Arizona Supreme Court Rejects Unforeseeable HOA Amendments
April 01, 2022
By Jill Casson Owen and Chase Colwell
In Maarten Kalway v. Calabria Ranch HOA LLC, et al., the Arizona Supreme Court weighed in on the issue of whether a homeowners' association (“HOA”) may rely on a general-amendment-power provision in its covenants, conditions, and restrictions (“CC&Rs”) to place restrictions on landowners’ use of their land. The court ultimately held that general-amendment-power provisions may be used to amend only those restrictions for which the HOA’s original declaration has provided sufficient notice.
Maarten Kalway owned a 23-acre lot in Calabria Ranch Estates, a residential subdivision comprised of five lots located east of Tucson, Arizona. The general-purpose statement in the CC&Rs was to “protect the value, desirability, attractiveness and natural character of the Property.1 Additionally, per the original declaration, “the CC&Rs could be amended ‘at any time by an instrument executed and acknowledged by the majority vote of the owners’ under the general-amendment-power provision.”2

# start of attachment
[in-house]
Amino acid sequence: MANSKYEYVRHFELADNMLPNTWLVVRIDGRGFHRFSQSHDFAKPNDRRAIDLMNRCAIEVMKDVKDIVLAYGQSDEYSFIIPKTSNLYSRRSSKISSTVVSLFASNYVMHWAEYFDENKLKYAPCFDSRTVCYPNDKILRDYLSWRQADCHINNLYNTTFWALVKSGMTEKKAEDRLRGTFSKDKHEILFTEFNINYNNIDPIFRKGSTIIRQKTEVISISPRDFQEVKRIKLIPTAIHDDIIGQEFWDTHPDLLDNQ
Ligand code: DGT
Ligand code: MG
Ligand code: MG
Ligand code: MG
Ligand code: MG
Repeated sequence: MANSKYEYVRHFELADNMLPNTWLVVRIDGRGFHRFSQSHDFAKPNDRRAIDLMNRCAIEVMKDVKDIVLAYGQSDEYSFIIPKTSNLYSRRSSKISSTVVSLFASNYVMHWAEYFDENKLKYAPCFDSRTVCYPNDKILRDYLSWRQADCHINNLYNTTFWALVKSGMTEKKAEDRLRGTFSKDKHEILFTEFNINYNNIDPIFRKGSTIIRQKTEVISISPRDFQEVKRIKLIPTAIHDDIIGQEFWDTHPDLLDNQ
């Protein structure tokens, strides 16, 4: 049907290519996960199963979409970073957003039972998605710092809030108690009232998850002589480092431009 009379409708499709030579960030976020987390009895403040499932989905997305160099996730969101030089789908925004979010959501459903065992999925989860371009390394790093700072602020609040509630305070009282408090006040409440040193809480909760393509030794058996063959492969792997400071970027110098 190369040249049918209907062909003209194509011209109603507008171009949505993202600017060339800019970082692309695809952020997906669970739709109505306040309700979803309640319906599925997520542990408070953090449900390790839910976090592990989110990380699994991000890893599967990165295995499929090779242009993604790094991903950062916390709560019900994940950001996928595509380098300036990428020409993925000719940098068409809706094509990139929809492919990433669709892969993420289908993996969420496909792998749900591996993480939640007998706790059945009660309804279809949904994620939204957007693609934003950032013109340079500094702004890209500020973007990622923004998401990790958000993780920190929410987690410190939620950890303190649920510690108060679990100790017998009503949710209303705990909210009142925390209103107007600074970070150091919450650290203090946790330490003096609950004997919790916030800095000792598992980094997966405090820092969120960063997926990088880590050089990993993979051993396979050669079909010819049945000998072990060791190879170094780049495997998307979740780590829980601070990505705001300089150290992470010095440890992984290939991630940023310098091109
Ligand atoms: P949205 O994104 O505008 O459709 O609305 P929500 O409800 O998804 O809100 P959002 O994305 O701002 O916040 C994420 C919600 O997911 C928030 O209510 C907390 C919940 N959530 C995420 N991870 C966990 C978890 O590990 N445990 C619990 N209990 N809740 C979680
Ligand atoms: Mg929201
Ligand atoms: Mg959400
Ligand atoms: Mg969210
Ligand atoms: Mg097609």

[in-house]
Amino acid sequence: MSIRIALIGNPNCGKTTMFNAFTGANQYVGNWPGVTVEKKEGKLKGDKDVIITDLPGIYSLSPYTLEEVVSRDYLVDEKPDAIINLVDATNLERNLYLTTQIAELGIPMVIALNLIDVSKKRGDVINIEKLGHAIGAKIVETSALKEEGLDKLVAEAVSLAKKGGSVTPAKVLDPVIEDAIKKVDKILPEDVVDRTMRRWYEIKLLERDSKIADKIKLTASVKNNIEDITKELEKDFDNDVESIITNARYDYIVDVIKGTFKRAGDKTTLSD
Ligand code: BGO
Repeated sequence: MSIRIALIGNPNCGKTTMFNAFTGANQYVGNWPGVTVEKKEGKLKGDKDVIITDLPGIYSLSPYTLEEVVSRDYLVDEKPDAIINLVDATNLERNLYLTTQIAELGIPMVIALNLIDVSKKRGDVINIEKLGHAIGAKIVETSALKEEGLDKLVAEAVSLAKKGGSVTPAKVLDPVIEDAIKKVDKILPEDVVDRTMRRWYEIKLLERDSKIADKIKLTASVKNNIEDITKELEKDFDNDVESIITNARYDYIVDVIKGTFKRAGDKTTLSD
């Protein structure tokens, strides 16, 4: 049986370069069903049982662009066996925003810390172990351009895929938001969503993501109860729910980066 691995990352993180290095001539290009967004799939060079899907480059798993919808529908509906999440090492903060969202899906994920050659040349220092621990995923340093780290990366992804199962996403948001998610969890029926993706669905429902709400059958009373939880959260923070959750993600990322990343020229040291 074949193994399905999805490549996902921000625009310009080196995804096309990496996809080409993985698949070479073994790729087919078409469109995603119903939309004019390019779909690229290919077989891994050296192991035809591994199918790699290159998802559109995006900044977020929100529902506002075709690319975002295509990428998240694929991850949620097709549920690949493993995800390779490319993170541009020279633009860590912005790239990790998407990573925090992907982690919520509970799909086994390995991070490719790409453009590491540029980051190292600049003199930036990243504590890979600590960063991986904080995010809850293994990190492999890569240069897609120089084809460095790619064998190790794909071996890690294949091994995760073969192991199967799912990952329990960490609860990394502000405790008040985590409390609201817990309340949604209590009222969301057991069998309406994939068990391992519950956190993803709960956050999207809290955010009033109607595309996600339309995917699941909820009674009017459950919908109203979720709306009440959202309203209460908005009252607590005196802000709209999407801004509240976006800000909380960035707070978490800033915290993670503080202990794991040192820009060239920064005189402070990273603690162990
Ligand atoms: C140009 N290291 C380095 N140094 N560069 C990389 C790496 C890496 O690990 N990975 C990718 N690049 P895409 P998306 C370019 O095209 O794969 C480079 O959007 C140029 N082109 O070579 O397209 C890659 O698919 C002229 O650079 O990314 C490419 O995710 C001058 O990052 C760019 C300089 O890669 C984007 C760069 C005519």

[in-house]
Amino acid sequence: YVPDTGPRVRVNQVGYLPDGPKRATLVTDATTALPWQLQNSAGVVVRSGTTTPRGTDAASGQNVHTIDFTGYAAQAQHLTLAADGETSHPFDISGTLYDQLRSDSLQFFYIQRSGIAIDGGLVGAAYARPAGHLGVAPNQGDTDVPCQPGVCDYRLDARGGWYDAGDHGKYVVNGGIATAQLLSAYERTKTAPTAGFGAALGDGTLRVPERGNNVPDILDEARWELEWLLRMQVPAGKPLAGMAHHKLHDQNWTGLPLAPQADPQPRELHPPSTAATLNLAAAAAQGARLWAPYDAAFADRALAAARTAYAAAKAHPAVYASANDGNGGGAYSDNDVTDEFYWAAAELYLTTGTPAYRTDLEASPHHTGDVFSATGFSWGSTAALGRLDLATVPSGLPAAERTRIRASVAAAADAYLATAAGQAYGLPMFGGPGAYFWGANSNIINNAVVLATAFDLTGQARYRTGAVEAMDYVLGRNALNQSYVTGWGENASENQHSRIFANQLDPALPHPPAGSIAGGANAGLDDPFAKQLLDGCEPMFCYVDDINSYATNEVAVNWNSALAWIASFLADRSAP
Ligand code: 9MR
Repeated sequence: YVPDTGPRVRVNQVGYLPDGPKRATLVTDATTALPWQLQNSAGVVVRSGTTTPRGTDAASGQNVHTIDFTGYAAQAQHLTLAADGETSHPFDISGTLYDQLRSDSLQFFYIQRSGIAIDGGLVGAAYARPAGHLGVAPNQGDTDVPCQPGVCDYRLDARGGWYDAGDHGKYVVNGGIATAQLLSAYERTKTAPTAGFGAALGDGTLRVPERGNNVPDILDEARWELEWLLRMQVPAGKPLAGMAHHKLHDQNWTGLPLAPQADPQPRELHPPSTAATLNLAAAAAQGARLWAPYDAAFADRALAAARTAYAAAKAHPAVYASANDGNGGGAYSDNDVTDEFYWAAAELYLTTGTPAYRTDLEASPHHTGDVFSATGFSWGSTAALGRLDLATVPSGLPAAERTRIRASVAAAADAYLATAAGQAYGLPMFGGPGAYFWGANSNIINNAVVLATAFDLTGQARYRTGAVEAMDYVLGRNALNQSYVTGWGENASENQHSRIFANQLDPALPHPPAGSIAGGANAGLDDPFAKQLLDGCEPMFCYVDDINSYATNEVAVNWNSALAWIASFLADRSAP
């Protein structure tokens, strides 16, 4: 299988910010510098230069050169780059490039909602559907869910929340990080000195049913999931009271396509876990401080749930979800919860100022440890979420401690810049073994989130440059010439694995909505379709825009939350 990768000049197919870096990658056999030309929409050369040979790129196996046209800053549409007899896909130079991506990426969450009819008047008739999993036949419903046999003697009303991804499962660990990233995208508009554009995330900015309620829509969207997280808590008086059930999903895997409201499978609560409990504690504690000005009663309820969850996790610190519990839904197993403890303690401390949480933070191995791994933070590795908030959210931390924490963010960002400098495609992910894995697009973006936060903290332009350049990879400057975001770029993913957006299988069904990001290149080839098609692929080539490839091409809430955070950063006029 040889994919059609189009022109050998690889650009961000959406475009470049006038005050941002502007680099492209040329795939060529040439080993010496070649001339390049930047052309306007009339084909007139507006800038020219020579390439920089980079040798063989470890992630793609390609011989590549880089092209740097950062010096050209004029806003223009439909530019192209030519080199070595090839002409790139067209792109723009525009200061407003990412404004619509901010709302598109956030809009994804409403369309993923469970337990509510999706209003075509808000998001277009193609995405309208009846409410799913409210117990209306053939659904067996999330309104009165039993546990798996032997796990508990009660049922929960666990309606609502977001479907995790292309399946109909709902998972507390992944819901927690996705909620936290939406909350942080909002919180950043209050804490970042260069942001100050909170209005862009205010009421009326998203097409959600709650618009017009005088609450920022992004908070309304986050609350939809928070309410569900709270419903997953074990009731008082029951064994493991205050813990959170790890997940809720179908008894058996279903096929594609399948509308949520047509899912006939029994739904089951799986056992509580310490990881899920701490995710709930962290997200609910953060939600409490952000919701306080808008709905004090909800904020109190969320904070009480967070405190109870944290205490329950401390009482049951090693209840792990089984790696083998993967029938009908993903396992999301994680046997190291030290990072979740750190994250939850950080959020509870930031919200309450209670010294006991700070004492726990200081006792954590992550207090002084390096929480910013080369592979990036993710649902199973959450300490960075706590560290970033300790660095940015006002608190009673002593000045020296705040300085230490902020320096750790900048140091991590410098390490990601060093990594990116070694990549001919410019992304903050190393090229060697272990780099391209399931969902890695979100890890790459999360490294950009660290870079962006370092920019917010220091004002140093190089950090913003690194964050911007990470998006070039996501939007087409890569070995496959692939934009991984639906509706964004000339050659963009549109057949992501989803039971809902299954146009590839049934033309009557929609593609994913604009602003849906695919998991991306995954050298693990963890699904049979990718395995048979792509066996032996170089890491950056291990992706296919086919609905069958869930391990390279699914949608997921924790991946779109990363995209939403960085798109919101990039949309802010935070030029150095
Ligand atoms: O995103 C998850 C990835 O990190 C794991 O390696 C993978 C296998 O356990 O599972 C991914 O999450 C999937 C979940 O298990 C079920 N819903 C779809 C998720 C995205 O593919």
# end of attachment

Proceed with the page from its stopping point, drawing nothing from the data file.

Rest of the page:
The owners of the other four lots in Calabria Ranch Estates amended the CC&Rs pursuant to the general-amendment-power provision—and without Kalway’s consent or knowledge—to change and add certain definitions, create new restrictions, and enact new enforcement measures. Kalway sued, seeking a declaratory judgment to invalidate the amendments.
The trial court ultimately invalidated some of the changes in their entirety, and others only partially. Kalway appealed, arguing that all of the amendments were invalid without unanimous consent. The Arizona Court of Appeals disagreed and upheld the trial court’s decision on the grounds that Kalway purchased his lot with “notice that the CC&Rs could be amended by majority vote and that the general-purpose statement in the original declaration was sufficient to provide notice of the amendments.”3 The case was then appealed to the Arizona Supreme Court.